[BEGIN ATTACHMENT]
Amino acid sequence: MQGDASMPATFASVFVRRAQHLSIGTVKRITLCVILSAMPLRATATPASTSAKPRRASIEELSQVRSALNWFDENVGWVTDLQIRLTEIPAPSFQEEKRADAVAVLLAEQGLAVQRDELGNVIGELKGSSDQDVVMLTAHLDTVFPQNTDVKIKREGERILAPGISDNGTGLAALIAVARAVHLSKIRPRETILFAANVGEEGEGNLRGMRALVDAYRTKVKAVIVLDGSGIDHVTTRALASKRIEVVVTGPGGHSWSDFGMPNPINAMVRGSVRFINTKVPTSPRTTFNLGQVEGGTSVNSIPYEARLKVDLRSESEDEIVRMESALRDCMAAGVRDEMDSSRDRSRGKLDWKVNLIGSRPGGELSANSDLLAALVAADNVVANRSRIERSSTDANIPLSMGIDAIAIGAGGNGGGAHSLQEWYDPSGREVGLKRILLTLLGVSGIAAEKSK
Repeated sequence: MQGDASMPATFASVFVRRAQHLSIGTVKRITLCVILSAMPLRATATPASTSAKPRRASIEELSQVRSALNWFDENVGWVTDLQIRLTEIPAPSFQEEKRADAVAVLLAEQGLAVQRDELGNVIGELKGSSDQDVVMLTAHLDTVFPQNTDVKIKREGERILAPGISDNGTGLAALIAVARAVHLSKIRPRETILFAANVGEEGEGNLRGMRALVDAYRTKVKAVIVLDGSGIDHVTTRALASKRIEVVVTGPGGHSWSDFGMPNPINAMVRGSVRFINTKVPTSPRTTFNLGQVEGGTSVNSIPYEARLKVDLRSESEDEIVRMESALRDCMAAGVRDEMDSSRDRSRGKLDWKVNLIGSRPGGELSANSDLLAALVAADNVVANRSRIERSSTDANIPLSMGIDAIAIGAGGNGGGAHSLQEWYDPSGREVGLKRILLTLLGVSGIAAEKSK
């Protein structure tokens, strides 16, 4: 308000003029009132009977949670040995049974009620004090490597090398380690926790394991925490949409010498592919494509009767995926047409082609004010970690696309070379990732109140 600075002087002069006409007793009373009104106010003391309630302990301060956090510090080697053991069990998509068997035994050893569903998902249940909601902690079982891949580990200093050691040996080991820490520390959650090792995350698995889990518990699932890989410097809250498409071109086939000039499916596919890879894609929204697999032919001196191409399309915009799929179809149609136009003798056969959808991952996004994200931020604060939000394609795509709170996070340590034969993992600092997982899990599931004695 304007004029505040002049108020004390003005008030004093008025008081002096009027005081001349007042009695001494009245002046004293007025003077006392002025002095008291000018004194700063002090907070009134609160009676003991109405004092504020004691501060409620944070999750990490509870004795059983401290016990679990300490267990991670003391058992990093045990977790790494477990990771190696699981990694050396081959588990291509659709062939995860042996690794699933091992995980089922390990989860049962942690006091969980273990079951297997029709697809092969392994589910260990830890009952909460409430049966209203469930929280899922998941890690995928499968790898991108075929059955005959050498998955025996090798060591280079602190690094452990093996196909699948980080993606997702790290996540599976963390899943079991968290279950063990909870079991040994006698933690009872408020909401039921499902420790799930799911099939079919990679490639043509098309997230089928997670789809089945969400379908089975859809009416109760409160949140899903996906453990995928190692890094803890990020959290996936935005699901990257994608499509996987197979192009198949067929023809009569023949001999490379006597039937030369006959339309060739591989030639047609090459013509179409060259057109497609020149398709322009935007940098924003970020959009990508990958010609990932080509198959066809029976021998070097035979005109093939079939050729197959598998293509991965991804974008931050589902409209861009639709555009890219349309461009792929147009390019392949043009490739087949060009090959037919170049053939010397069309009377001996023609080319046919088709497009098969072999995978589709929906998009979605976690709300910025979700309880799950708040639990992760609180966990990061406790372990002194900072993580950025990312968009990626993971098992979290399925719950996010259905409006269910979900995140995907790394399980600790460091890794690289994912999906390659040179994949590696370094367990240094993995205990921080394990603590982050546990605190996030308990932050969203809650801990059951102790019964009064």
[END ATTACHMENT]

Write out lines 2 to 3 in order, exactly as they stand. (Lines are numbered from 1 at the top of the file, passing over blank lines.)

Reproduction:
Repeated sequence: MQGDASMPATFASVFVRRAQHLSIGTVKRITLCVILSAMPLRATATPASTSAKPRRASIEELSQVRSALNWFDENVGWVTDLQIRLTEIPAPSFQEEKRADAVAVLLAEQGLAVQRDELGNVIGELKGSSDQDVVMLTAHLDTVFPQNTDVKIKREGERILAPGISDNGTGLAALIAVARAVHLSKIRPRETILFAANVGEEGEGNLRGMRALVDAYRTKVKAVIVLDGSGIDHVTTRALASKRIEVVVTGPGGHSWSDFGMPNPINAMVRGSVRFINTKVPTSPRTTFNLGQVEGGTSVNSIPYEARLKVDLRSESEDEIVRMESALRDCMAAGVRDEMDSSRDRSRGKLDWKVNLIGSRPGGELSANSDLLAALVAADNVVANRSRIERSSTDANIPLSMGIDAIAIGAGGNGGGAHSLQEWYDPSGREVGLKRILLTLLGVSGIAAEKSK
């Protein structure tokens, strides 16, 4: 308000003029009132009977949670040995049974009620004090490597090398380690926790394991925490949409010498592919494509009767995926047409082609004010970690696309070379990732109140 600075002087002069006409007793009373009104106010003391309630302990301060956090510090080697053991069990998509068997035994050893569903998902249940909601902690079982891949580990200093050691040996080991820490520390959650090792995350698995889990518990699932890989410097809250498409071109086939000039499916596919890879894609929204697999032919001196191409399309915009799929179809149609136009003798056969959808991952996004994200931020604060939000394609795509709170996070340590034969993992600092997982899990599931004695 304007004029505040002049108020004390003005008030004093008025008081002096009027005081001349007042009695001494009245002046004293007025003077006392002025002095008291000018004194700063002090907070009134609160009676003991109405004092504020004691501060409620944070999750990490509870004795059983401290016990679990300490267990991670003391058992990093045990977790790494477990990771190696699981990694050396081959588990291509659709062939995860042996690794699933091992995980089922390990989860049962942690006091969980273990079951297997029709697809092969392994589910260990830890009952909460409430049966209203469930929280899922998941890690995928499968790898991108075929059955005959050498998955025996090798060591280079602190690094452990093996196909699948980080993606997702790290996540599976963390899943079991968290279950063990909870079991040994006698933690009872408020909401039921499902420790799930799911099939079919990679490639043509098309997230089928997670789809089945969400379908089975859809009416109760409160949140899903996906453990995928190692890094803890990020959290996936935005699901990257994608499509996987197979192009198949067929023809009569023949001999490379006597039937030369006959339309060739591989030639047609090459013509179409060259057109497609020149398709322009935007940098924003970020959009990508990958010609990932080509198959066809029976021998070097035979005109093939079939050729197959598998293509991965991804974008931050589902409209861009639709555009890219349309461009792929147009390019392949043009490739087949060009090959037919170049053939010397069309009377001996023609080319046919088709497009098969072999995978589709929906998009979605976690709300910025979700309880799950708040639990992760609180966990990061406790372990002194900072993580950025990312968009990626993971098992979290399925719950996010259905409006269910979900995140995907790394399980600790460091890794690289994912999906390659040179994949590696370094367990240094993995205990921080394990603590982050546990605190996030308990932050969203809650801990059951102790019964009064």